ABSTRACT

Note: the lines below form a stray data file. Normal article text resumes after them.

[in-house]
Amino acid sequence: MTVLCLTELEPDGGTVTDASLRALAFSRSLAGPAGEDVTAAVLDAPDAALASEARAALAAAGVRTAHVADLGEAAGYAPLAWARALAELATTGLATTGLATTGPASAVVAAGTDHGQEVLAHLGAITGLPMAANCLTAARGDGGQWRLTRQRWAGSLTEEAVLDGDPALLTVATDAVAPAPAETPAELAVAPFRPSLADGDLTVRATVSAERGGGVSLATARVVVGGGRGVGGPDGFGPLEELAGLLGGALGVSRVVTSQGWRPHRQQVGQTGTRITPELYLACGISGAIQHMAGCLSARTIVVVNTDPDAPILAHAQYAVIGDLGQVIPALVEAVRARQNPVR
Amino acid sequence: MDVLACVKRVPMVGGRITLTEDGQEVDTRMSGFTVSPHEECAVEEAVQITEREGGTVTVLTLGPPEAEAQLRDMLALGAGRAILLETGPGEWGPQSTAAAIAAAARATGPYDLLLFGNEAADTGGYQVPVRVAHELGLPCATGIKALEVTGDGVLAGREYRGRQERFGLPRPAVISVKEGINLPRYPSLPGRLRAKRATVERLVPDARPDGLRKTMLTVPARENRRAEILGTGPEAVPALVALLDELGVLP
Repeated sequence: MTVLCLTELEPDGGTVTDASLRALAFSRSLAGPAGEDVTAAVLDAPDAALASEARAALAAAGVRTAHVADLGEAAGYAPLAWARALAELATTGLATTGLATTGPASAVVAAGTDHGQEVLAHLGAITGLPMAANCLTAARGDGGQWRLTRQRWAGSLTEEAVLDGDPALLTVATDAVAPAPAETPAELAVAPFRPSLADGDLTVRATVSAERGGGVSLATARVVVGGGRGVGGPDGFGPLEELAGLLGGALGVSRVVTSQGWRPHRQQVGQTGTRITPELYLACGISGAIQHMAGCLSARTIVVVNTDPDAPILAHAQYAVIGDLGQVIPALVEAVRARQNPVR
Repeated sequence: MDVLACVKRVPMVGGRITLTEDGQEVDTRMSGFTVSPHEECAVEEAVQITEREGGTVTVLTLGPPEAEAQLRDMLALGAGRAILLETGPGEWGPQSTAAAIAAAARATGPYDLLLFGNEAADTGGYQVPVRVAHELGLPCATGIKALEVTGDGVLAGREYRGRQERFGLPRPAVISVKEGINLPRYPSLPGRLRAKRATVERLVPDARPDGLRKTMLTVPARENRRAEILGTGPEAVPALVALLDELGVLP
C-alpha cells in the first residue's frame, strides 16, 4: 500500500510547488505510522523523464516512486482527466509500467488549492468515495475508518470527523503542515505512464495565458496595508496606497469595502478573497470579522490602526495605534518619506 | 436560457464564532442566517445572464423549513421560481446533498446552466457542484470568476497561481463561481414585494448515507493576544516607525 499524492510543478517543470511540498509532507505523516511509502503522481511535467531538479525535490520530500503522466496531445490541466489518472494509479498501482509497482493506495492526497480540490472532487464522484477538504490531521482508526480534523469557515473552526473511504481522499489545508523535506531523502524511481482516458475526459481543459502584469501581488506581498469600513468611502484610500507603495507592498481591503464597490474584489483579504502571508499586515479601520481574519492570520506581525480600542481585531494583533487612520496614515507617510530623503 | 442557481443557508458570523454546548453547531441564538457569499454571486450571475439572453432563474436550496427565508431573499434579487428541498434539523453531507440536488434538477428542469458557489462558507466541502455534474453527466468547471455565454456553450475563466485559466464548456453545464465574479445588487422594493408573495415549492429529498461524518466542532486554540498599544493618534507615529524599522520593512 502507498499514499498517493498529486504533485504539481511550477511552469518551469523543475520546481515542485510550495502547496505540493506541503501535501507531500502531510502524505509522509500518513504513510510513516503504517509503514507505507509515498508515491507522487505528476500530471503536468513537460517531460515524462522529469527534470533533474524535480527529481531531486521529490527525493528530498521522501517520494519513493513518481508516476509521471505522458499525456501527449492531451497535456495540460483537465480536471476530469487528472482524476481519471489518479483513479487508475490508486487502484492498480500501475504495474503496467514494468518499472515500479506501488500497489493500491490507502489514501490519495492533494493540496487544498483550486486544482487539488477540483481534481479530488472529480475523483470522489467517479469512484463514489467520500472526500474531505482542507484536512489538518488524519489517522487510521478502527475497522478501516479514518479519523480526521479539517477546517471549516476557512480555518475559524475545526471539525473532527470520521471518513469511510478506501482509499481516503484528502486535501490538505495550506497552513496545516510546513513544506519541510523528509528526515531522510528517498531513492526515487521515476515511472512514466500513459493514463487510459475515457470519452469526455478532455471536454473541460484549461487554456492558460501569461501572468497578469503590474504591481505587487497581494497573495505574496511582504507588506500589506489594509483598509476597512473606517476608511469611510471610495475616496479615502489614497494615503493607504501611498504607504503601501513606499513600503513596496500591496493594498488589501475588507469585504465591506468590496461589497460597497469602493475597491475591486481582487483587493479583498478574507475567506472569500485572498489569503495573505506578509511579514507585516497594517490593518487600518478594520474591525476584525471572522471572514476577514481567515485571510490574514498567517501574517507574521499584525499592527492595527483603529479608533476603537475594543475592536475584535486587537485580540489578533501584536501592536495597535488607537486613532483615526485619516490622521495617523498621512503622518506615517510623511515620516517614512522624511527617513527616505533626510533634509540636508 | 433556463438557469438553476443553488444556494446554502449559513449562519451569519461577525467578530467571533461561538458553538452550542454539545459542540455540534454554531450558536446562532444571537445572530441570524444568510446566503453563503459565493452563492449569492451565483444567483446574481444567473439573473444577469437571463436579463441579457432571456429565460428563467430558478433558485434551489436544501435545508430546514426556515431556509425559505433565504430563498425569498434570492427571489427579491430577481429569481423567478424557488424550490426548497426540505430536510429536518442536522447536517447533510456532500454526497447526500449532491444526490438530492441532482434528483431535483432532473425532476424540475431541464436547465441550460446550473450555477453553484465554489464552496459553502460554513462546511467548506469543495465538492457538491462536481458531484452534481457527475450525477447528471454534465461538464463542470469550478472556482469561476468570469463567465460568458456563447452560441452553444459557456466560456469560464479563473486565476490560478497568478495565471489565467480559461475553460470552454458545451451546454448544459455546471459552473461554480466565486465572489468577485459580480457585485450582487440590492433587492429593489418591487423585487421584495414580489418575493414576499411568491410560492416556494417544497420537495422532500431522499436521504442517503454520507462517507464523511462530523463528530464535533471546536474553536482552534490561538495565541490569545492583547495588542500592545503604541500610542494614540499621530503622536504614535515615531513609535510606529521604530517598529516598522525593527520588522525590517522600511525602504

Mr. Jabez Snavel,147 who now seated himself by the re, a er carefully dusting the chair with his handkerchief, and taking in each hand a skirt of his coat, lest the weight of his person should disagree with its texture, was what used to be termed an attorney, but is now known by the more ambitious title of a solicitor.148 His practice, however, such as it was, lay more in criminal than in civil cases. Mr. Jabez Snavel was perfectly well aware that, as self-preservation is the rst law of nature, so the practice of a written law that was brought in aid of that object, or was supposed to assist to that end, would, in all probability, be as well remunerated as the pursuance of any other branch of law with which he was acquainted. He knew very well that, when the law is broken, to the law you must apply for means to make it appear that it is not so. At all events, the compensation must be of the same material as the outrage. In like manner, one poison is prescribed to expel another; and it is popularly believed that the best way to catch a thief is to set another a er him. is was Mr. Jabez Snavel’s view of the question.